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Q&A with Master Distiller Marie-Anne Contamin

Marie-Anne Contamin is our Master Distiller at Comte de Grasse. Her experience as an aromatician in the fragrance industry, a flavourist consultant and a lecturer at the University of Nice meant that she had the perfect ‘Nez’ and enhanced olfactory system required for creating the depth of flavour in our spirits. Marie-Anne has been pivotal to developing the unique distilling processes at Comte de Grasse and her debut liquid, 44°N Gin, has been highly inspired by the perfume heritage of Grasse.

Marie-Anne has recently been featured on the cover of Savour Magazines’ International Women’s Day 2021 article, having been selected as one of the leading females in hospitality. Watching and learning from Marie-Anne at the distillery is an honour, she is often found trying new processes such as macerating blue peas to extract the juices in order to create a natural coloring for our pre-mixed cocktail range, Cocktails For You.

We interrupted her busy schedule to ask her a few questions about her history and life at Comte de Grasse.

Have you always been a science lover? Yes, I think I've always loved the living sciences, biology... understanding how things function. I think observing nature is a good entrance door into science and I also like the story and the tecnicity of science.

Why did you get into distilling? As a flavorist consultant, I happened to meet Bhagath Reddy, Founder of Comte de Grasse through the University of Nice. He was looking to develop his first Gin and was looking for someone who knew about formulation and who had acquired sensorial skills and I guess, I was just the right person in the right place at the right time. I was then further coached by Andrew Neilson, our Scottish chemistry expert at Comte de Grasse.

How does it feel to have become a master distiller, when this is very much a male orientated job? Well I've never thought of it really, maybe because there are not many distilleries around, I think in France it's not all about one making and in this industry, you can find a number of talented women nowadays.

Do you know other French Master Distillers? Could you be the only one in France? No actually I don't know any French female distillers, I've met a few women working in spirit development across different exhibitions. I hope I'm not the only one in France and I hope that I won't be the only one in the near future.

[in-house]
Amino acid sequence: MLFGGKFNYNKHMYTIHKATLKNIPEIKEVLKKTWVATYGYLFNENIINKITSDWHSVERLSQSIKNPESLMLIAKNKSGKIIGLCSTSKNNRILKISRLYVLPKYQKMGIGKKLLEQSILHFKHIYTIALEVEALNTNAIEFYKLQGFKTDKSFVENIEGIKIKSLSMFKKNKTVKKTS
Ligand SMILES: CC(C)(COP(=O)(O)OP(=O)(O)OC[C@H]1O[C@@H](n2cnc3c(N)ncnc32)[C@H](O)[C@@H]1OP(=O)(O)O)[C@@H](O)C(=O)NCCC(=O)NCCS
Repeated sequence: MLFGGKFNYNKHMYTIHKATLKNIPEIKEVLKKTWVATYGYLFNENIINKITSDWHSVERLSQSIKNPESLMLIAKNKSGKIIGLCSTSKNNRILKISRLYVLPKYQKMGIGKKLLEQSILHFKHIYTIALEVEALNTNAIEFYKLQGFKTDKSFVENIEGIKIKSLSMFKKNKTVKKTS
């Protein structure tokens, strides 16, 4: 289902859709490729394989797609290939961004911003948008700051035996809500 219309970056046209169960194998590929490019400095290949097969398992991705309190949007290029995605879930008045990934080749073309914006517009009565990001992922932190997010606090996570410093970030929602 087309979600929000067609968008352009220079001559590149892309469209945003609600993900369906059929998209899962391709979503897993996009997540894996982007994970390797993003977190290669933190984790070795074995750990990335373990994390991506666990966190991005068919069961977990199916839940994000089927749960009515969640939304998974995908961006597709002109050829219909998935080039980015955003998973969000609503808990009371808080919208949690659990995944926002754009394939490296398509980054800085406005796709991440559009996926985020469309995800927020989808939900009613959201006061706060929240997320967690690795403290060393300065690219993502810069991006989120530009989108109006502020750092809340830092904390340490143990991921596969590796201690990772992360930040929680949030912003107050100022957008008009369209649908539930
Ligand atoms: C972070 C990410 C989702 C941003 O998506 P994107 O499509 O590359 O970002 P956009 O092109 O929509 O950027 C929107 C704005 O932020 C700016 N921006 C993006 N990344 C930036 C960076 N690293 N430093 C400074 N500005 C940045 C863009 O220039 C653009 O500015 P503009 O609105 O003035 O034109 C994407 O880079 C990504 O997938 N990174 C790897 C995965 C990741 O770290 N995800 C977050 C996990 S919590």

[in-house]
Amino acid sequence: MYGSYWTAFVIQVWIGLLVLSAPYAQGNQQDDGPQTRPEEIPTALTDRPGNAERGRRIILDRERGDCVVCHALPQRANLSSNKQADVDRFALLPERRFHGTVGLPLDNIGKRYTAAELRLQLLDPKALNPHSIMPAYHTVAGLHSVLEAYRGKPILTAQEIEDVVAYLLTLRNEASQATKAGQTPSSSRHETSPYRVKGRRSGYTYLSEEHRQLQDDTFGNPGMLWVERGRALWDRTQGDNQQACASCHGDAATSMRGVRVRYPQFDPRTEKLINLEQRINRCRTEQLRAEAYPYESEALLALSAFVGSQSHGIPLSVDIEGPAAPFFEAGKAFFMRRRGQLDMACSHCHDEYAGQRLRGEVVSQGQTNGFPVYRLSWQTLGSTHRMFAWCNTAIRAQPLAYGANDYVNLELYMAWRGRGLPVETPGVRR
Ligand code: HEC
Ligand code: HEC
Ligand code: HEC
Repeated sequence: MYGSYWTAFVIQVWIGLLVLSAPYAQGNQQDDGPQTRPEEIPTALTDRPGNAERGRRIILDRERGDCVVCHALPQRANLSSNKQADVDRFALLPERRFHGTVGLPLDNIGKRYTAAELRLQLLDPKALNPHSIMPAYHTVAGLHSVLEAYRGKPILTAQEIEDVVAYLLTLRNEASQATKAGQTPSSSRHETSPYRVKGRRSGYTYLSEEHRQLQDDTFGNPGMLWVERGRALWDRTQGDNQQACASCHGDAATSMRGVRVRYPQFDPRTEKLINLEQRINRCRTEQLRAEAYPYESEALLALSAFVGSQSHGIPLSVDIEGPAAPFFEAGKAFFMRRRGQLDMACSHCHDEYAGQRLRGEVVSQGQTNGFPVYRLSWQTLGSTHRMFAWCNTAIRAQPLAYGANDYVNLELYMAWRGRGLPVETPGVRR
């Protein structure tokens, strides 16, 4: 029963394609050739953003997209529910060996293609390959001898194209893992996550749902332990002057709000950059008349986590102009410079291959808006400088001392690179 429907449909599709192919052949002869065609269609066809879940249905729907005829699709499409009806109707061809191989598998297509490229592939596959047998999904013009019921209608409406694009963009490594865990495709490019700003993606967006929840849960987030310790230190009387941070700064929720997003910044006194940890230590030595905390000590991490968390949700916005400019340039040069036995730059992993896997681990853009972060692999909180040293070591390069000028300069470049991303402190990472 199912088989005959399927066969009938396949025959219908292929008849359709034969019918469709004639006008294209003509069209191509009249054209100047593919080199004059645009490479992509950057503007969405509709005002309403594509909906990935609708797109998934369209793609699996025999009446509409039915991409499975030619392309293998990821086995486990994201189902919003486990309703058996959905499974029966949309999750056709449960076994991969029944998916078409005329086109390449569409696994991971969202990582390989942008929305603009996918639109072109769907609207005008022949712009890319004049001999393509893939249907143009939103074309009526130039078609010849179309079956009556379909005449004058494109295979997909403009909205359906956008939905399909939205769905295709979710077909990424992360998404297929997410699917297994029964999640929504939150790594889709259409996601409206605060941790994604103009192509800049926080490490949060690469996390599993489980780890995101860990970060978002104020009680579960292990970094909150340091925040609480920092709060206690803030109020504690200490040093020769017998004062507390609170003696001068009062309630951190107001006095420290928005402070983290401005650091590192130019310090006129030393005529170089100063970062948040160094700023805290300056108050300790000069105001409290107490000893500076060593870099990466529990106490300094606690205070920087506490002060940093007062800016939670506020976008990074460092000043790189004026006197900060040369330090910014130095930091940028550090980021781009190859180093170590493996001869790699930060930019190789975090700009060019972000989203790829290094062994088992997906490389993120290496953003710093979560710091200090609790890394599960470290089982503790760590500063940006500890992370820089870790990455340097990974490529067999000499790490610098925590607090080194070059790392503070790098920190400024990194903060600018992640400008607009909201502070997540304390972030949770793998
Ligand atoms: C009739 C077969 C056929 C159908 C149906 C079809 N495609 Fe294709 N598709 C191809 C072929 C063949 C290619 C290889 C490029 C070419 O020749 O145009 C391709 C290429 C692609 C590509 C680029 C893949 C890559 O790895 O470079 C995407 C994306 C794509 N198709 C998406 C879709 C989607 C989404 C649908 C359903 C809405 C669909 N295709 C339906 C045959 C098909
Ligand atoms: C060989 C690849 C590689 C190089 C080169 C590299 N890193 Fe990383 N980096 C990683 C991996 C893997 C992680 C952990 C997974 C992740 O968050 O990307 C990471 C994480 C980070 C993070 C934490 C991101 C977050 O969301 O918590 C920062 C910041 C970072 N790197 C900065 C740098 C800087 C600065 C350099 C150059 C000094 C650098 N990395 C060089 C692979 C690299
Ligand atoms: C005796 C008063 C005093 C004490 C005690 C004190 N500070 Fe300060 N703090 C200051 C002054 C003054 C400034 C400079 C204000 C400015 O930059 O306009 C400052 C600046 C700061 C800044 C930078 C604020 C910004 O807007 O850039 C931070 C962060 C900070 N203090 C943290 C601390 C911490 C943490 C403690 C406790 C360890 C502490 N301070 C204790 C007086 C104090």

Which other female pioneers in the spirits industry do you admire and why? I'm not very good at name dropping in the spirits industry, probably because I'm too new in the business, but I've read that there are many women now distilling and developing their own spirits. I've read about examples, very special examples in the USA, in Canada and in Scotland - so I think it is very promising.

What advice would you give a woman getting started in the industry? I would say GO FOR IT! If you're passionate about botanicals, flavours and techniques, it's an awesome job. Yes it's a hands on job but with both a scientific and an intuitive aspect.

How many formula tests did it take for you to achieve the perfect 44°N? Well it was a long process... I think I've first evaluated about 150 botanical extracts to narrow down the list to the 12 primary botanicals and plants we have in the mix. I then have been distilling on a lab scale for about six months which means probably about 100 distillations.

What is your favourite part of the process? I must say, I really like when distillation starts, although it is pure physics because it starts at set temperature and pressure, it still feels like magic... The first droplets coming from the rotovap into the flask are simply fantastic! I also very much like grinding the botanicals in the morning, this special flavour is forever engraved in my brain.

What it is one of your favourite quotes? ‘Nothing in life is to be feared, it is only to be understood' - Marie Curie Fun fact behind this quote is knowing that Marie Curie was a woman of science and that one of our vats is called "Marie" in homage to her!

You are a lecturer at the University of Nice, are you starting to see more women in the classrooms? Oh well actually my students are mainly women. I think the food, flavour and fragrance industries are majoritarily women working in research and development, formulation and/or quality control. If you are looking at more male orientated sciences, I think you have to look at mathematics or physics but even in those areas I think it is changing, little by little...

Are you looking forward to mentoring other women in your industry? Why not... I think I have to stay very humble about that because I still need to learn a lot but mentoring on botanicals and spirit flavours for example could be a good start for me and that's really what I'm experiencing at the moment while teaching chemistry students.

Do you have an inspirational Mantra? I like the idea that sensory brings subjectivity, intuition and poetry to science and technology.

If you have any unanswered questions that you’d like to ask Marie-Anne pop us an email at

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